To be fair, there was a certain logic here.  Treasury bonds are historically seen as one of the safest investments in the world.  Given the market uncertainty we saw during the pandemic, the bank probably thought it was being prudent with customers’ money.  Unfortunately, the bank forgot one important detail: While Treasurys don’t usually see the kind of volatility that stocks or other securities do, they are vulnerable to a very specific kind of risk.  The risk of rising interest rates.

While this was going on, the economy started changing.  Inflation skyrocketed.  Interest rates, in turn, rose to the highest levels in decades.  That meant all those Treasurys purchased when interest rates were low were suddenly far less valuable.  (Newer government bonds pay far more in interest than those purchased before the rate hikes began.)  At the same time, those tech companies that profited during the pandemic saw business – and their stock prices – fall.  For SVB, that meant fewer and fewer deposits coming in.  Suddenly, SVB was faced with a nightmare scenario: A lack of liquidity and a lack of new funds. 

None of that might have mattered so long as customers didn’t start withdrawing their money.  Of course, that’s exactly what happened.  Faced with their own economic distress, all those tech companies – and their executives – started asking for their money back.  Given that they only kept a fraction of that money in reserve, SVB had no choice but to sell its investments at a major discount.  The result was a major loss of nearly $2 billion, which the bank revealed earlier in the week.1

When news of the situation got out, customers began panicking.  This led to a classic, seldom-seen-but-much-feared scenario: A run on the bank. 

In the days that followed, the bank was unable to stop the bleeding.  So, on Friday, the government stepped in and took control of the bank’s remaining $175 billion in customer deposits.2

Okay.  That’s the story.  But why the impact on the markets? 

Aside from being eerily similar to 2008 – a bank makes risky financial decisions at the exact wrong time and crumbles – the situation has investors wondering if there are other banks out there that might soon experience the same problem.  No surprise, then, that shares of banks with similar business models have fallen sharply over the last two days. 

But it’s more than that.  Right now, investors are gripped with fears of a recession.  On the surface, that may seem counterintuitive, as most areas of the economy remain in decent health.  But until the economy cools down, inflation will continue to run hot…which means the Federal Reserve will continue to raise interest rates.  (Indeed, the Fed chairman announced on March 8 that he expects rates to rise “higher than previously anticipated.”)3

With each rate hike, the threat of a recession grows larger.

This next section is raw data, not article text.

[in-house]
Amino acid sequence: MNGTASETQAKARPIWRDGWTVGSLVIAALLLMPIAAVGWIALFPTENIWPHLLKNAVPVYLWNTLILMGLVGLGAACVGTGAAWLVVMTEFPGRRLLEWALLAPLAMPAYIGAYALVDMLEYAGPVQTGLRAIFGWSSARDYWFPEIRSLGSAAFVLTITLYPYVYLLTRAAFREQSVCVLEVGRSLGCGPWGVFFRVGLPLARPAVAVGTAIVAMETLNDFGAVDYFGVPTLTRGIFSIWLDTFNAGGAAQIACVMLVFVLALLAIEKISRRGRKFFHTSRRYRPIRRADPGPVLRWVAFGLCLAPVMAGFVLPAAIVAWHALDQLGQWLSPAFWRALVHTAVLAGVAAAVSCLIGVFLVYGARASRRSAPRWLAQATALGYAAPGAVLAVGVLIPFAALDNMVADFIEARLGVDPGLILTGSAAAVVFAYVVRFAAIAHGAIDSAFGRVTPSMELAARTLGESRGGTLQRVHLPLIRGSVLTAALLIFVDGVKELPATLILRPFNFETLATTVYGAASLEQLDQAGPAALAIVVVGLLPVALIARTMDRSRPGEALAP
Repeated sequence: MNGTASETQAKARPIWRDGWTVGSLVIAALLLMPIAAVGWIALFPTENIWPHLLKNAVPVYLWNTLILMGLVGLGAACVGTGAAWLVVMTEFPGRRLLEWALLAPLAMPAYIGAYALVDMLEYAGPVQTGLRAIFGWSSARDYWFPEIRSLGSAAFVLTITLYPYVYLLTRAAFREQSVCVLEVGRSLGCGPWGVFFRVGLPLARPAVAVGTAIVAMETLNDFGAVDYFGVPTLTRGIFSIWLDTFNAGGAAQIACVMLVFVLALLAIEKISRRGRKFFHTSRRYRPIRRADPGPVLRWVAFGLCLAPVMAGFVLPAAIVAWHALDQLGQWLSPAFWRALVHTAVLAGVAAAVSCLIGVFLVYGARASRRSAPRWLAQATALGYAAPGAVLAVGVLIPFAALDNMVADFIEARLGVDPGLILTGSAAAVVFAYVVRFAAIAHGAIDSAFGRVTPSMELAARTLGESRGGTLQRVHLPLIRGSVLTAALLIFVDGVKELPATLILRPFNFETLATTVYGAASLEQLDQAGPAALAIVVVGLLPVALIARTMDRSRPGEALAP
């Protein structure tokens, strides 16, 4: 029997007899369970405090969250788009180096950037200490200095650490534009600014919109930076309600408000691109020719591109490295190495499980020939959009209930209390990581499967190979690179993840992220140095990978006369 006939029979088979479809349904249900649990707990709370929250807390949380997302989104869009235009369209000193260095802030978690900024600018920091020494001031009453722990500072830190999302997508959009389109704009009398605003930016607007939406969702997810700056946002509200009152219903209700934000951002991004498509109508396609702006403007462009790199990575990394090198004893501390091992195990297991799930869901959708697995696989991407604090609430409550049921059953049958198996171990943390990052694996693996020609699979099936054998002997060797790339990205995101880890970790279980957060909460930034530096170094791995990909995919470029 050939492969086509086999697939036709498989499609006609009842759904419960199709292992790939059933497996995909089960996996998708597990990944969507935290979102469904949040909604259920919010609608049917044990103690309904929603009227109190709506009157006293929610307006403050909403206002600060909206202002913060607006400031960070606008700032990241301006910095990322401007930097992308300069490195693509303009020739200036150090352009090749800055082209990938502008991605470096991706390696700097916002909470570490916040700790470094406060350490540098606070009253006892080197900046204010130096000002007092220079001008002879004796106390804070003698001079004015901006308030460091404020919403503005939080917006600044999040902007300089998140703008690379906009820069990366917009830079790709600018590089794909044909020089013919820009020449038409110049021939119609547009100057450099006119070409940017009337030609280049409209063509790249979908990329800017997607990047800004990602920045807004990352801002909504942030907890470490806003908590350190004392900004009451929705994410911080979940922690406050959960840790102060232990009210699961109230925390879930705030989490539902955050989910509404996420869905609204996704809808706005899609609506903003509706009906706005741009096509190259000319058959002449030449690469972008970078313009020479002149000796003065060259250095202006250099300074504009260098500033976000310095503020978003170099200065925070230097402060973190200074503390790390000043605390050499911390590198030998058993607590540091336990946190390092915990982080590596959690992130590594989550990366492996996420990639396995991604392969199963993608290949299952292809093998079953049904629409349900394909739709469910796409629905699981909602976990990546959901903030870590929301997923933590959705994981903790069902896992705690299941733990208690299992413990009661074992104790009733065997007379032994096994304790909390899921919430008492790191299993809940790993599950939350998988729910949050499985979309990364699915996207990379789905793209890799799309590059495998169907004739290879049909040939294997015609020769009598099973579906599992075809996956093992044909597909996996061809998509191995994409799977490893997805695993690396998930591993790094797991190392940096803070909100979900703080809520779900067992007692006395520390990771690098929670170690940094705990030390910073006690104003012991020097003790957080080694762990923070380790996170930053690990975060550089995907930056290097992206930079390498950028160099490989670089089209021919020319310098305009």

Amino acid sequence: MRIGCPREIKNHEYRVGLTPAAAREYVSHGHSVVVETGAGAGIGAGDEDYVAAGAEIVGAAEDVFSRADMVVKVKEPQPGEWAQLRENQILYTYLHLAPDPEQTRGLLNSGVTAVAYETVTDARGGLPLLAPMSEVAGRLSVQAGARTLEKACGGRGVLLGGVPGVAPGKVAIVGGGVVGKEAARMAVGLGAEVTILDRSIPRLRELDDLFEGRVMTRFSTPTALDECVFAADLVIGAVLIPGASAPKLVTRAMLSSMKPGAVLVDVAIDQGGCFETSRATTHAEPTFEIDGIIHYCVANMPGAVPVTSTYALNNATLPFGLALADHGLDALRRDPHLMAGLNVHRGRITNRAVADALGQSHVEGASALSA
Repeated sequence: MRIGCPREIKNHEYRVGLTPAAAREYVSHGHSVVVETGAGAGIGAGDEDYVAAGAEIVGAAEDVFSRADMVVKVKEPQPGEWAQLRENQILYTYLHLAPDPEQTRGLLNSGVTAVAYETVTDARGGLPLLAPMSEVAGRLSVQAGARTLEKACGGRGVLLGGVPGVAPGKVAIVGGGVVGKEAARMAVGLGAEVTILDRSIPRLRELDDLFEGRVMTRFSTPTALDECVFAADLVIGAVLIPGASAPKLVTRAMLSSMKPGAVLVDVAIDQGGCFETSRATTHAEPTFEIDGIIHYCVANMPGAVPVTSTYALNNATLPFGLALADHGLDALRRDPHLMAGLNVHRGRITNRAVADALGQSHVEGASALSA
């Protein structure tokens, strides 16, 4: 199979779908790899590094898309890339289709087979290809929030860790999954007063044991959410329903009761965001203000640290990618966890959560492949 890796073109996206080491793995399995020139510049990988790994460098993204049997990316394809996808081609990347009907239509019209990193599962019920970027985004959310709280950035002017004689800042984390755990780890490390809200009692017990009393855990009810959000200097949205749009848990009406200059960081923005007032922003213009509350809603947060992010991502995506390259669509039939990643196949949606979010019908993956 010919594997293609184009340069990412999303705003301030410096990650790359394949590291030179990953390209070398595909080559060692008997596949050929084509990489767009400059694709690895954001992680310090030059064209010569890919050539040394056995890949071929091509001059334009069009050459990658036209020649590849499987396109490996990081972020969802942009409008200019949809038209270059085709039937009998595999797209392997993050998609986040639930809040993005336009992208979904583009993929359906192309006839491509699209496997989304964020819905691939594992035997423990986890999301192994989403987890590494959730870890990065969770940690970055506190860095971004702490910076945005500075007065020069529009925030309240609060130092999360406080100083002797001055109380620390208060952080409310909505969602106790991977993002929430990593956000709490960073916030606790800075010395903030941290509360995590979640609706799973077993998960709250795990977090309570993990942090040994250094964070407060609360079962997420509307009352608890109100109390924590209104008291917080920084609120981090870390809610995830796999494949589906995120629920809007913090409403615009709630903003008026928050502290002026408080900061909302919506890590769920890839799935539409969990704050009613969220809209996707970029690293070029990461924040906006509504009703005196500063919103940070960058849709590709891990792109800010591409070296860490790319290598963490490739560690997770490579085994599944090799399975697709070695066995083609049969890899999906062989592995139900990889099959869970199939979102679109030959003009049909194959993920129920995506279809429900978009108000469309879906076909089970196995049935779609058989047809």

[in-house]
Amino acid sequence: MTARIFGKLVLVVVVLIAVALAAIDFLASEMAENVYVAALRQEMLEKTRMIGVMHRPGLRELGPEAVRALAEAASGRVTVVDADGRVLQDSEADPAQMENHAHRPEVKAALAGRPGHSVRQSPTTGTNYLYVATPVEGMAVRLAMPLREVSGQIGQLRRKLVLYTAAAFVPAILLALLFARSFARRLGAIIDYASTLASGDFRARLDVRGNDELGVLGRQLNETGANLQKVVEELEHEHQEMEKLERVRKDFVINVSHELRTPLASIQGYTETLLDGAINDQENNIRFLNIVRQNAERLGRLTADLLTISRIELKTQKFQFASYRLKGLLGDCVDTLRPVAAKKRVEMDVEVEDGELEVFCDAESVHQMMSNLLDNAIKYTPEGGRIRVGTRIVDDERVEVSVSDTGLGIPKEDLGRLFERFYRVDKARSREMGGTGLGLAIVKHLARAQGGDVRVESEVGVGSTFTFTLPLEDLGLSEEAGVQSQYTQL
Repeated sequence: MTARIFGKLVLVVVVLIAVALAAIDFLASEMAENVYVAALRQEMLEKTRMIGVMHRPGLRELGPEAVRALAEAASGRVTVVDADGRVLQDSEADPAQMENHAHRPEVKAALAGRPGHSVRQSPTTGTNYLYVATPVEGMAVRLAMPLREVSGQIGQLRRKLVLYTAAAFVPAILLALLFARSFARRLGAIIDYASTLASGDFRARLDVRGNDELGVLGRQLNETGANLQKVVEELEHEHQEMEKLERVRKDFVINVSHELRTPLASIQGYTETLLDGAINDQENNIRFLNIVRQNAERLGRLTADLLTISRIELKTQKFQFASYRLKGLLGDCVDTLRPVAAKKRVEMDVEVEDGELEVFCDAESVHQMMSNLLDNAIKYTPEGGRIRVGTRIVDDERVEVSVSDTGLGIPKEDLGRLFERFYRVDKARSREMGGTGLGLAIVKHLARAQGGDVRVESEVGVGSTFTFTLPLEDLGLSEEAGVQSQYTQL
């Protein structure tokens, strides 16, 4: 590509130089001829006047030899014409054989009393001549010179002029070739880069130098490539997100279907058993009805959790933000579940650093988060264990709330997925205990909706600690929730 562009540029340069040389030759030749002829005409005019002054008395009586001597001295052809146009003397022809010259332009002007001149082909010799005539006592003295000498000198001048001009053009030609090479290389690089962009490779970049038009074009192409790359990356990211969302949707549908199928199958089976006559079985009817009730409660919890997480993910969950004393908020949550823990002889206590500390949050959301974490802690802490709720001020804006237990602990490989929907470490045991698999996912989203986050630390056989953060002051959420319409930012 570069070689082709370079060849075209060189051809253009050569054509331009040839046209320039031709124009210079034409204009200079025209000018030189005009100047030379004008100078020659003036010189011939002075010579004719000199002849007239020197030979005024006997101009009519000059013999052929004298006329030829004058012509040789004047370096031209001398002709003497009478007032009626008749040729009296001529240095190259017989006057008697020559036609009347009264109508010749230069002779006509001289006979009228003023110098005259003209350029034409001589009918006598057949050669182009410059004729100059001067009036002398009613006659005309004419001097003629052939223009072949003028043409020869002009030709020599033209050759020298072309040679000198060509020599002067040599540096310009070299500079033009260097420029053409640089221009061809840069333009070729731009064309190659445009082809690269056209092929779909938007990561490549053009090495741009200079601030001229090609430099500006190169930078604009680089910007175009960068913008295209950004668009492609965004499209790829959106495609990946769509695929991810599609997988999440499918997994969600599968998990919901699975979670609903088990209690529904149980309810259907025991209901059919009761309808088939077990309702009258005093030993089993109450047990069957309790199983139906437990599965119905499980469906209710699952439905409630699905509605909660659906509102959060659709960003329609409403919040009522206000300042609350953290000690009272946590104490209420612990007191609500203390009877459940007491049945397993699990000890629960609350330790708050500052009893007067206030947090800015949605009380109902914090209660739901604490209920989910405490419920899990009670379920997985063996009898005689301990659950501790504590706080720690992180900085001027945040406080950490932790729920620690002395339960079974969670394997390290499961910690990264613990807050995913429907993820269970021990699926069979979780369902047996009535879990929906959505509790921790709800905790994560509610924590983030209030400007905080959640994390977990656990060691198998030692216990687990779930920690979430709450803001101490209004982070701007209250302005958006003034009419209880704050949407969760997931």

Right now, investors are hyper-sensitive to anything that looks like the first sign of a recession.  And the failure of a major bank certainly qualifies.  Hence the turmoil we’ve seen in the markets this week.  Hence the volatility we may keep seeing. 

So, what can we learn from this?  To my mind, there are a few lessons:

1.      When making investing decisions, always prioritize your long-term goals.  In the wake of the pandemic, SVB made too many short-term decisions that locked up its long-term options.  We will never do that.  Here at Vaughan & Co. Securities, Inc., our approach will always be to take the slower-but-surer path to your financial goals.  We will always emulate the tortoise, not the hare.

2.      Never forget the importance of liquidity.  We are not a bank.  We are human beings, and human beings must contend with the unexpected.  That means we sometimes need quick access to our money.  That’s why we will always invest, save, and plan accordingly. 

3.      Hold to our long-term strategy and never invest based on stories or emotions.  Right now, too many investors are trying to divine when a recession will strike.  They are overreacting to every headline.  We won’t do that, either.   

We are experiencing a time of uncertainty in the markets.  Such times are rarely fun, but they’re not unexpected.  The good news is that my team and I continue to have confidence in both our long-term strategy and the road you are taking toward your financial goals.  We will continue to monitor the markets very carefully and keep you updated on what’s going on.

In the meantime, please let me know if you have any questions or concerns.  We are always here for you.  Have a great month!

In addition to this blog post, we have released a podcast episode “Silicon Valley Bank – Market Minutes No. 2”. Click here to listen now.


1 “Silicon Valley Bank Closed by Regulators, FDIC Takes Control,” The Wall Street Journal, March 10, 2023.

2 “Silicon Valley Bank Fails After Run by Venture Capital Customers,” The NY Times, March 10, 2023.

3 “Fed Chair Powell says interest rates are ‘likely to be higher’ than previously anticipated,” CNBC, March 7, 2023.